Catherine goes on a yoga retreat and still can’t do hero pose, despite everyone’s best efforts

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I love weekend yoga retreats, especially those at Kripalu in western Massachusetts. It’s in the Berkshire mountains overlooking a lake. The food is extremely yummy mostly-vegetarian fare. The accommodations are simple (single or double or multiple-bed dorm room style), but you don’t go there to hang out in your room. There are loads of pretty spaces to read, write, meditate on your own, or chat softly with others in between classes.

The programs they offer here are varied, with multiple levels and styles. I enjoy them immensely and learn something new about myself and my body each time I visit.

Here’s a thing I’ve learned about myself and my body this trip: no matter how many props a sincere yoga assistant offers me, I STILL CAN’T DO HERO POSE. I just can’t.

What’s hero pose, you might wonder. Here’s what it looks like.

It’s not twisty or bendy or balance-y at all: you just sit flat on the mat, or on one or more yoga blocks, bending your legs to sit with your feet beside your hips.. The blocks give you extra height and take some of the strain off your knees and feet. There are folks who can do this pose without them, but most people in my classes use at least one block or a blanket for a bit of comfort.

Not me. When I try hero pose (also called Virasana), it hurts the tops of my feet too much. They get all cramped, and I absolutely have to move, like right now.

There are ways to mitigate the crampage. You put a rolled up blanket or bolster behind you so the tops of your feet are sitting on it, giving them some cushion.

Nope. Still hurts too much. Normally, this is no problem. I know this about myself, so I just sit in another pose (sitting cross-legged works for me) and do the stretchy or twisty things. Maybe it’s not as effective, but hey—this is not a life-or-death situation here.

Except at last night’s yoga class, one very sincere and persistent yoga assistant saw me try hero pose (I always try it, in vain hopes that this time it won’t be excruciating), and decided she would make it happen this time, with the aid of loads of props. I did whisper to her, “my body doesn’t do hero pose”, but she replied with, “let me put these cushions here”. Before I knew it, she was shimming me like I was a rickety bookcase. I was awash in cushions and blankets, along with extra blocks under my bum.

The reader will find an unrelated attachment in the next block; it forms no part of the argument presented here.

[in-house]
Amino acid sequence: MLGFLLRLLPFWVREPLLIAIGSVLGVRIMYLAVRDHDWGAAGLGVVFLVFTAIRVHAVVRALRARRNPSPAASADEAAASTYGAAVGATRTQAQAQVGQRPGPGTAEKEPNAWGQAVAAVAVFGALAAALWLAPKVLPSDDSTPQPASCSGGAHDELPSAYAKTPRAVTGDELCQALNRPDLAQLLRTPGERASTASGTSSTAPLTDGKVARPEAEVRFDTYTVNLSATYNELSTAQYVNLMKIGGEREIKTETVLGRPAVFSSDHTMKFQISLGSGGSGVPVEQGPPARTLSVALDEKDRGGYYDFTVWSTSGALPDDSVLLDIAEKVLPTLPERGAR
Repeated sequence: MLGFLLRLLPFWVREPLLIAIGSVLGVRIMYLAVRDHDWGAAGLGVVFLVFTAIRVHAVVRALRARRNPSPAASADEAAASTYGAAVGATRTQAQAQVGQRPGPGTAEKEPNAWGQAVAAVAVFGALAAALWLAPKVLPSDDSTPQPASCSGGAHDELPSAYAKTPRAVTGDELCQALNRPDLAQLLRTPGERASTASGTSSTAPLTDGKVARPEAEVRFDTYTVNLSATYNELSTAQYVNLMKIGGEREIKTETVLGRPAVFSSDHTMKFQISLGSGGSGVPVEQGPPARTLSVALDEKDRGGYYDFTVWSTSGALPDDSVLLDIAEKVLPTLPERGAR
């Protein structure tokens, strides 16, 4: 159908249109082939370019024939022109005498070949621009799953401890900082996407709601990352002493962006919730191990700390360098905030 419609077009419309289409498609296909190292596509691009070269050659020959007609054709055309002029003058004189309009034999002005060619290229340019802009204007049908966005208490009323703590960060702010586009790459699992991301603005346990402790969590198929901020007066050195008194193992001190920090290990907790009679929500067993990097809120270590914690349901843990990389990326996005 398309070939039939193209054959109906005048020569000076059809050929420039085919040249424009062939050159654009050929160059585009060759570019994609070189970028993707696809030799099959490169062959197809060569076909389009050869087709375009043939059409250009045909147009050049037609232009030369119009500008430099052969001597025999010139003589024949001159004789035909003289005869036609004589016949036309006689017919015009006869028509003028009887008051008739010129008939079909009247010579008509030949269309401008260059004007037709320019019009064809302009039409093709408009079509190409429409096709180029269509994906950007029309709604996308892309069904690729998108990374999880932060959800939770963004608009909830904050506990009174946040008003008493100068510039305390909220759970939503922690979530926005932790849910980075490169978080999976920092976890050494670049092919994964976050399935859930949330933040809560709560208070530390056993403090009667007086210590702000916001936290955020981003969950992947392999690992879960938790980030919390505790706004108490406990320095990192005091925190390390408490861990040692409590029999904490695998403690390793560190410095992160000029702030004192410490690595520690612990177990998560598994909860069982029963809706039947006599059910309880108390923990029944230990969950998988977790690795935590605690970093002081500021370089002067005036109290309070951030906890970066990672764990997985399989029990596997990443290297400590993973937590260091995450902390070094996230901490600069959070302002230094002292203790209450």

Honestly, she meant well. But by the time she was done, she had effectively built a fort out of blankets, blocks and cushions, with me teetering from the ramparts. And still I wasn’t comfortable.

Trying to be a good sport, I remained in my hero-pose construction site for several minutes, trying to breathe through the pain and will the tops of my feet to relax. Soon, though, I dismantled the Jenga tower of props as quietly as possible so I could sit cross-legged on my mat and rejoin the class in whatever it was doing.

Let me say now that I don’t blame the assistant at all. It’s true that, with the right props and modifications, many poses are open to us that otherwise wouldn’t. For instance, here are two ways to modify half moon pose, which can be difficult.

Back to my anti-hero attitude about Virasana– Hero pose. Yes, there are some stretches I can do at home to get my ankles and feet in better shape to do this pose. But sometimes I think it’s okay to just say no– my body doesn’t do that. Y’all go ahead; I’m just fine sitting here doing my thing.

There’s more yoga on offer tomorrow, but I just saw a class called “Archery and Mindfulness”. Hmmm. I wonder if my body will do that. Only one way to find out…

Readers, are there some moves or techniques in your sport/activity that you simply can’t do? I’ve love some solidarity comments if you’ve got them… 🙂

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